CANTON — Philip LaVerde cupped the microphone handle in his hands and stared blankly at the floor deep beneath Tom Benson Hall of Fame Stadium on Dec. 3.
Mere minutes had passed since LaVerde and his Kirtland teammates had reluctantly accepted the Division VI state runner-up trophy following a 14-6 loss to Marion Local in a hard-hitting championship game.
LaVerde’s white jersey sported stains of multiple colors, including blood splotches from the 48-minute slugfest between the state’s top two Division VI teams as well as the blue and yellow paint rubbed off from the Marion Local jerseys and helmets.
“You don’t have to be good in seventh, eighth or ninth grade to be a good varsity,” LaVerde said. “I hope we showed the young kids how to work hard and they’ll be great.”
The eight-point loss to Marion Local left a hole in the hearts of the Hornets, particularly their 11-man senior class. The Hornets came to Canton this weekend on a mission to bring home with them the program’s seventh state championship trophy and third title in four years.
Instead, they came home with their second straight silver trophy that will go in next to the four other silver runner-up trophies the program garnered with state runner-up finishes in 2012, 2014, 2017 and 2021).
But this journey, the one this year’s Hornets just completed, was much longer than the four-month jaunt that it appears to be. It’s much longer than the 12-month marathon that began the day after last year’s 20-16 loss to Versailles in the Division V state championship game.
This journey is one for the ages, a benchmark and a blueprint for any team — anywhere — that might not have success in their early years.
You see, this year’s senior class did not win a game in fifth and sixth grade, dominated by teams from neighboring towns. In seventh grade, this year’s senior class won three games.
On Dec. 3, they played for a state championship with a 15-0 record this season.
“Didn’t win a game,” Philip LaVerde recalled as he walked off the field in Canton. “We couldn’t even run the ball back then and that’s what we do at Kirtland. It wasn’t good. But this senior class stuck together. There’s not a lot of us, but we’ll fight like hell. We worked six years for this because we weren’t very good.”
His father, Coach Tiger LaVerde, has similar memories of those early years when the Class of 2023 was admittedly tough to watch.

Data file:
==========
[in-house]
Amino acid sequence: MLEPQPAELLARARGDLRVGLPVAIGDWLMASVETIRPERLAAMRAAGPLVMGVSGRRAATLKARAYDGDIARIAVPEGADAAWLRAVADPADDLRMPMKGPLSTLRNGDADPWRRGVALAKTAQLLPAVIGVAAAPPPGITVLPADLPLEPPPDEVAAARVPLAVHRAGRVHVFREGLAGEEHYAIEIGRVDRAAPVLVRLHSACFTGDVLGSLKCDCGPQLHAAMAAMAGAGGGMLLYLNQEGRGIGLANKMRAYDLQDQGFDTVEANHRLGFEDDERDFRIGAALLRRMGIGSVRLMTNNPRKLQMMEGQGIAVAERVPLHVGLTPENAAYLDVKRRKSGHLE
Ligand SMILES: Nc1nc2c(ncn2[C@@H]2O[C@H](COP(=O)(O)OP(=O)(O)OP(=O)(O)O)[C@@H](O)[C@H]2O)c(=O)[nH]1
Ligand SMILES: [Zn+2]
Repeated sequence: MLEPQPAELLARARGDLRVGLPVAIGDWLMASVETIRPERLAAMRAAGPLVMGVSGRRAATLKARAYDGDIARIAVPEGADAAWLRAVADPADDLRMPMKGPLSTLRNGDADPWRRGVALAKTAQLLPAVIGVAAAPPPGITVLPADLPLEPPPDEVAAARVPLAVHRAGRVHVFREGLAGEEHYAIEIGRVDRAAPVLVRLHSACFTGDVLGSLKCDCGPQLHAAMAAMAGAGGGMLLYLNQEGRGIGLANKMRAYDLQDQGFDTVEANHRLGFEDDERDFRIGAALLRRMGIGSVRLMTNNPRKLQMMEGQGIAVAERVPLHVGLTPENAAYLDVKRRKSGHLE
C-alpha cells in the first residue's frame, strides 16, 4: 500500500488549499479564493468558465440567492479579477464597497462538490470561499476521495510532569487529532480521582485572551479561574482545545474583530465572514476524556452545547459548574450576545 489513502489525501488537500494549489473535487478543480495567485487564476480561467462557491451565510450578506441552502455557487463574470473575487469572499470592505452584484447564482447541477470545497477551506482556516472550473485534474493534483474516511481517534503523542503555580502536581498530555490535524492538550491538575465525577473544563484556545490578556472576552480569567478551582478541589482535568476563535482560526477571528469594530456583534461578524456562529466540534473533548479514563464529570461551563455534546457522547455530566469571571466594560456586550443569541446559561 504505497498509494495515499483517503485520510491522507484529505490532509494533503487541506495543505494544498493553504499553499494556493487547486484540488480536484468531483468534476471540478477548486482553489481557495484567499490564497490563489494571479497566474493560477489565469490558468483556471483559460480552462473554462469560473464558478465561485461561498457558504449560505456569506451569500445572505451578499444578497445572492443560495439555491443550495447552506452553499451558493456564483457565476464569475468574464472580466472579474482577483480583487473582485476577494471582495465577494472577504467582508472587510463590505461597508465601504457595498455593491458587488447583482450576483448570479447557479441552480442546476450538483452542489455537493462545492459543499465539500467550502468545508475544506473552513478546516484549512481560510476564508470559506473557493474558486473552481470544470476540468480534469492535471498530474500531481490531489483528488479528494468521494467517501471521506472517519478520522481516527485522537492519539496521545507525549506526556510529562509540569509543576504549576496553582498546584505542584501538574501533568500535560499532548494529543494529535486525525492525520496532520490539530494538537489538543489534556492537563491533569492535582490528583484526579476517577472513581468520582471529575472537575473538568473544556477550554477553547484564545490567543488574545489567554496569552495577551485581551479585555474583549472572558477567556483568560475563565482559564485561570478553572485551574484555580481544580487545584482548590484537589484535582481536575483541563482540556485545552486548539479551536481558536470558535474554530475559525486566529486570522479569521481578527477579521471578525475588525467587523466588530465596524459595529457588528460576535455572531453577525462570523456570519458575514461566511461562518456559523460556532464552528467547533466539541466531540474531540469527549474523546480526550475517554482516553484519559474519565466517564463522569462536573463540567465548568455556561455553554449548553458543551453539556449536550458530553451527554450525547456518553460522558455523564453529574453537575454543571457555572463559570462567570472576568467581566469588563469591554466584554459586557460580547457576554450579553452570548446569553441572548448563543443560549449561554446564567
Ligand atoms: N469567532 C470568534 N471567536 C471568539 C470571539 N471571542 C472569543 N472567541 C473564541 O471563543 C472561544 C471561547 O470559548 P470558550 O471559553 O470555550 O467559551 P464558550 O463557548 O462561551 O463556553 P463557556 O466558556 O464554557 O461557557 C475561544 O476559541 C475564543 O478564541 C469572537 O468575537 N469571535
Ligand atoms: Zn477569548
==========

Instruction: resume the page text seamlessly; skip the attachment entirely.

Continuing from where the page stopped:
“They weren’t very good,” he said. “In sixth grade, they didn’t win a game. But they turned themselves into one of the best teams in the state, 15-0 going into this game today.”
It’s a senior class that includes a kid who didn’t play football until eighth grade (Tommy Gogolin), a kid who struggled to get in the mandatory 10 games in youth football because he wasn’t good enough (George Prusock Jr.), a kid who transformed his body his senior year for health reasons (Joe Pekar), a kid who rebounded from multiple torn ligaments that robbed him of his junior year (Adam Knaack), a kid who lost a preseason quarterback derby and settled for a new position on defense (Luke Chuko).
Each senior, even the ones not just mentioned, had reasons to walk away at some time — and they didn’t.
Nor did they walk away when things got tough against Marion Local.
When the Flyers drove deep into Kirtland territory in the first half, a goal-line stand — highlighted by a punishing tackle by junior Macguire Boyd — kept Marion Local off the board.
After throwing a pick-six that gave Marion Local a 14-0 lead in the third quarter, freshman quarterback Jake LaVerde threw a 10-yard touchdown pass to pull his team within a score a 14-6 in the third.
Facing a Marion Local squad that moved the ball at will all year, the Hornets held the Flyers to 142 total yards — including 66 yards rushing on 37 carries (1.78 yards per carry).
Countless instances from the title bout can be cited. There was zero quit, even when there was ample reason and opportunity to do so.
“I hope,” Prusock said, “I showed these kids how to be the best leader they can be and how to take control of the locker room and play every play like it’s your last.”
For the 2022 senior class, that final play came to fruition when Marion Local kneeled with the ball and began the raucous celebration of its program’s 13th state championship. While the Flyers posed for pictures with the golden championship trophy they had just won, the Hornets consoled each other at the far end of the field.
Sitting off by itself with no one around it was the second-place silver trophy, like no one wanted it.
But that trophy should find a special place in the school’s trophy case. It’s a reminder that it’s not where you start — it’s where you finish.
Winless in fifth and…